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S1MŘNE (PG-13)
New Line Cinema
Official Site
Director: Andrew Niccol
Producers: Andrew Niccol, Daniel Lupi
Written by: Andrew Niccol
Cast: Al Pacino, Catherine Keener, Jay Mohr, Evan Rachel Wood, Pruitt Taylor Vince, Tony Crane, Jason Schwartzman, Rebecca Romijn-Stamos, Winona Ryder, Rachel Roberts, Elias Koteas


Maybe the movie supposed to feel this… lifeless, and I just didn’t get it? Andrew Niccol was the force behind Gattaca and The Truman Show. He clearly has an abiding interest in issues of celebrity, what is real versus what is fake, and physical ideals of beauty, and he ably limned these in those films. So what sucked all the oxygen out of S1m0ne?

Viktor Taransky (Pacino) is a director prone to making films with stupefying titles like Sunrise, Sunset and Eternity Forever. His ex-wife, studio head Elaine (Keener) has kept him on at Amalgamated Films as a favor, so he can hold his head up in front of their daughter, Lainey (Wood). As S1m0ne opens, Viktor is on the backlot, picking the red candies out of a bowl of jujubes, as his lead actress’s contract specifies. When Nicola (Ryder, very funny), his spoiled brat of a star walks out on Sunrise, Elaine axes him.

Then, Viktor has a chance encounter with a software genius who’s dying in a week. Hank Aleno (Koteas) is Viktor’s number one fan (uh-oh), and he pleads with Viktor to adopt his new software. His program will render temperamental, spoiled “stars” obsolete, taking the focus off of celebrities, with their sense of entitlement, and putting it where it belongs, on the work. Viktor runs from Hank, who does seem to be a raving nut, but when Hank dies, Viktor inherits the software and is just desperate enough to use it.

He creates a synthespian named Simone (a contraction of the name of the software—Simulation One), whose performance is a synched representation of his gestures, his vocal inflections, etc., in the form of an ethereal blonde beauty. He puts her together by borrowing attributes of the allure of celebrated actresses such as Audrey Hepburn and Lauren Bacall, and releases his revised Sunrise, Sunset to a public which goes Simone-mad.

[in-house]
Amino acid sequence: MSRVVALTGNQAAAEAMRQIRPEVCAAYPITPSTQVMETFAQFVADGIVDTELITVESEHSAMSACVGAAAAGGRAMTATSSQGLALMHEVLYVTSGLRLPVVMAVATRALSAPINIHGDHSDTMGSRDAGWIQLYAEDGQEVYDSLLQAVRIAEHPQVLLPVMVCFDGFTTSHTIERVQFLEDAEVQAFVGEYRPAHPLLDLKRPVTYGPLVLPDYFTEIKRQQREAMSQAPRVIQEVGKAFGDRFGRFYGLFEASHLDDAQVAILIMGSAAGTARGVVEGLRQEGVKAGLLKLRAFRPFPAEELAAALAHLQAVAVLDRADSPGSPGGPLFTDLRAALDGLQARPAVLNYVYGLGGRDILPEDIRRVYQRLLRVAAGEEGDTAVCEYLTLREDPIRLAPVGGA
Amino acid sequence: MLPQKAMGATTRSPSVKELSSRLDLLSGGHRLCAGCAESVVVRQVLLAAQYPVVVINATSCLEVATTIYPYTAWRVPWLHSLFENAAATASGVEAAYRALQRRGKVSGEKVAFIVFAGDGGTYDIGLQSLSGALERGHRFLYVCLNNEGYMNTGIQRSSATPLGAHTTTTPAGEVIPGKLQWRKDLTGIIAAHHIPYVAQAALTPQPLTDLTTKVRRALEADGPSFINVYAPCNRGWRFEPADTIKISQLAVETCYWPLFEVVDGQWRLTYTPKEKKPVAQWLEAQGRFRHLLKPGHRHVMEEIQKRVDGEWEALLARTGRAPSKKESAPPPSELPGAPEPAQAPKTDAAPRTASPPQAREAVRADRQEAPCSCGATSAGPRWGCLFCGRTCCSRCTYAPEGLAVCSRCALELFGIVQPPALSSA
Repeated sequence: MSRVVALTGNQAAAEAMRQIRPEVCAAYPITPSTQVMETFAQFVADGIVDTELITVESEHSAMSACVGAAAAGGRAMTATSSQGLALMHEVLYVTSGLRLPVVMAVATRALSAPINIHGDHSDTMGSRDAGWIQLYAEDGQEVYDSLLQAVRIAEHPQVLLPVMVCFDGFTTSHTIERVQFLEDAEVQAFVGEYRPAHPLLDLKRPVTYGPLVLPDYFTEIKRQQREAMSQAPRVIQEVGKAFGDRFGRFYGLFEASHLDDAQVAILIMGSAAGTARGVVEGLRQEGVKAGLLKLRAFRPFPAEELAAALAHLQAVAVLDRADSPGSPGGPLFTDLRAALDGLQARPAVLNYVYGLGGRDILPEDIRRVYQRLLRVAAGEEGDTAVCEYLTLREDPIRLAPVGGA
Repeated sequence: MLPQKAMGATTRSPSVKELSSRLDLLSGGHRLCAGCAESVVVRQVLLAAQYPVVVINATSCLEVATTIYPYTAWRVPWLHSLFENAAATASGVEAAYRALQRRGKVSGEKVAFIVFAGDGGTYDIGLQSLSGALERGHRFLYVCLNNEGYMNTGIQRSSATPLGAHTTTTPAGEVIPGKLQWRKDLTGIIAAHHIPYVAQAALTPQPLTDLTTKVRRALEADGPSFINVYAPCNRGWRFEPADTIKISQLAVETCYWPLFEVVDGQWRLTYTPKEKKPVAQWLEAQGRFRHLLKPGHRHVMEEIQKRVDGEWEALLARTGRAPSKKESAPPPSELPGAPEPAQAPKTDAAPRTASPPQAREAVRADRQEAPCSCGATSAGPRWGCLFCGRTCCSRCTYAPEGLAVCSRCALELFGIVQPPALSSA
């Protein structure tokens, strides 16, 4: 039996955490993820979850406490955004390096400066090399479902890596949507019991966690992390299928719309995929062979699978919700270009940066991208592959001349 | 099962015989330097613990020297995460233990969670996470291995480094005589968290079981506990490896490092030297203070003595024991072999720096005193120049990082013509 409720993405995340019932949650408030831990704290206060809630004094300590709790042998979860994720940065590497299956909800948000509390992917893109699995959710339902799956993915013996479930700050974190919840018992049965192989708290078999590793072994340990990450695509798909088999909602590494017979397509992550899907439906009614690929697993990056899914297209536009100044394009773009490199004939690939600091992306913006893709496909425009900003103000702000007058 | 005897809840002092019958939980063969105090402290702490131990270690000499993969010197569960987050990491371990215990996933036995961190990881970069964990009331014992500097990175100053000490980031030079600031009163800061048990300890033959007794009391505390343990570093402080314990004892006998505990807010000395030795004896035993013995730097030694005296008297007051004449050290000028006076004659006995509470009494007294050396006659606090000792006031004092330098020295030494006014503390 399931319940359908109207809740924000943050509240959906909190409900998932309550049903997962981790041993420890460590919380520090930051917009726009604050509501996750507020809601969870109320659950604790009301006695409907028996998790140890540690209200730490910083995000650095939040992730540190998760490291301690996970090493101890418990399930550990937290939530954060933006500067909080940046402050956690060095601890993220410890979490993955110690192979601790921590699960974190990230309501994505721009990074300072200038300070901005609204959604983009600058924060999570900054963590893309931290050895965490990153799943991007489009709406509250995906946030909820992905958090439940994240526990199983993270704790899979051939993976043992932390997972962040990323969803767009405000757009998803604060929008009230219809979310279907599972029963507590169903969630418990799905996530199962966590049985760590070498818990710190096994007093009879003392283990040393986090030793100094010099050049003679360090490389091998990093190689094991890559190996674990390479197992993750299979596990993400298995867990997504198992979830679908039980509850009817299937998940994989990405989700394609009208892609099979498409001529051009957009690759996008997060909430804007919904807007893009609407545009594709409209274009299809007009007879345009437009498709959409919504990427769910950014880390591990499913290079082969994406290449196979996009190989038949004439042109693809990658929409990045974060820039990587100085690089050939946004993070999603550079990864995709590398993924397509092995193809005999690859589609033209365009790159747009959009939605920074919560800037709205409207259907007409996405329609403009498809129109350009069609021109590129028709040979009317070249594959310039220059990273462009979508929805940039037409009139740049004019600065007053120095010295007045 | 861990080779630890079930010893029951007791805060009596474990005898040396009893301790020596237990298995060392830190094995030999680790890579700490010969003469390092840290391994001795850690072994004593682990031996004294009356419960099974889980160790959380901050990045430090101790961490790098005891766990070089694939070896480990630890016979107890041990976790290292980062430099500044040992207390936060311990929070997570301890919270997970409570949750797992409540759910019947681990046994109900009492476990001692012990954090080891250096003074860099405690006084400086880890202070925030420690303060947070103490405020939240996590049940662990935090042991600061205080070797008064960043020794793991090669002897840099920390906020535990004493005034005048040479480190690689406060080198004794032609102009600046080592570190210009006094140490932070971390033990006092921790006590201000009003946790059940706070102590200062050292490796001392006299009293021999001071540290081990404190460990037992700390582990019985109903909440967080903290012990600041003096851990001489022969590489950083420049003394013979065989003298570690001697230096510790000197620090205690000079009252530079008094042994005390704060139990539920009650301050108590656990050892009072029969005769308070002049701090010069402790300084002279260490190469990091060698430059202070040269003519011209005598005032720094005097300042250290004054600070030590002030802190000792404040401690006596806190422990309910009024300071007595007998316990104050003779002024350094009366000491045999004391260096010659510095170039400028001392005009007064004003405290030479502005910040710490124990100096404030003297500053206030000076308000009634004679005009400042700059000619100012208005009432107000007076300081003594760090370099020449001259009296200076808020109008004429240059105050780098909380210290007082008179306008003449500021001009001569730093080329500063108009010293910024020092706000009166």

Demands for interviews with the notoriously reclusive Simone escalate, and soon people such as her nakedly ambitious co-star (Mohr, always a hoot) are claiming Simone sightings. Viktor does get to do some pretty clever, silly stuff to satisfy the public and the studio by creating the impression that there is a real, corporeal Simone. In time, though, Simone’s celebrity overshadows her art—especially after she wins Oscars against competitors named Claris Apple, Corel, Lotus, and Mac—and Viktor decides to destroy his Galatea.

When Simone makes her “directing debut” in the ludicrous art film I Am Pig, Viktor watches in horror as the public eats it up with a spoon. Realizing he must kill her, he gives the program a virus, boxes up the whole she-bang and dumps it into the ocean, and announces Simone’s tragic passing. Naturally, he gets arrested for murder.

While S1m0ne does have a couple of laugh-out-loud scenes, it’s mostly recycling stuff that you or I or any film fan might have to say about movies, celebrity, and trends such as “reality” TV shows. I expect a filmmaker to bring me something that’s ahead of the curve when it comes to issues like this, and Niccol fails on that count. Not only is he not ahead of the curve, but the story skimps on the computer details, presenting a fantastically advanced computer program on the one hand, then hauling out old 5.25” floppies!

The normally excellent Catherine Keener is reduced here to being merely okay as the studio head who wears killer clothes. We don’t get the kind of zestful Pacino performance that would’ve put this one over better. Pacino only really comes alive when he’s creating Simone’s performances, which may be a directorial comment in itself. Possibly Niccol required his sometimes scenery-chewing star (think The Devil’s Advocate) to modulate his performance so that it wouldn’t clash greatly with Simone’s. And both Simone and her performances, for the most part, seemed pretty plastic to me.

The only folks with blood flowing through their veins were Max (Vince), the scoop-hungry editor of Echo Magazine, and his sidekick, played by Jason Schwartzman (Rushmore). Vince’s besotted bloodhound, hot on the trail of Simone, provides some welcome airiness to otherwise pretty leaden proceedings.

So what are we trying to say here? Bratty actors are a bad thing? I’ll buy that. Cults of personality/celebrity are harmful to our intellectual and emotional health? I’ll buy that, too. Live is better than Memorex? Sometimes. The Truth is not out there? Let me get back to you on that one.

There’s not a lot to say here because nothing is learned. Nothing new comes to the discussion, you just get to see celebrated (there’s that word again) actors engaged in that discussion. And as we already know, mere celebrity doesn’t legitimately confer more weight to one’s pronouncements. But for my money, this movie obscures Niccol’s views. That’s too bad, because he’s someone whose pronouncements would be worth our consideration.

—Roxanne Bogucka


hybridCinema Ratings Guide:

Take a pal and pay full price for both tickets.

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Wait for video rental.

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While we would never encourage anyone to destroy a video...

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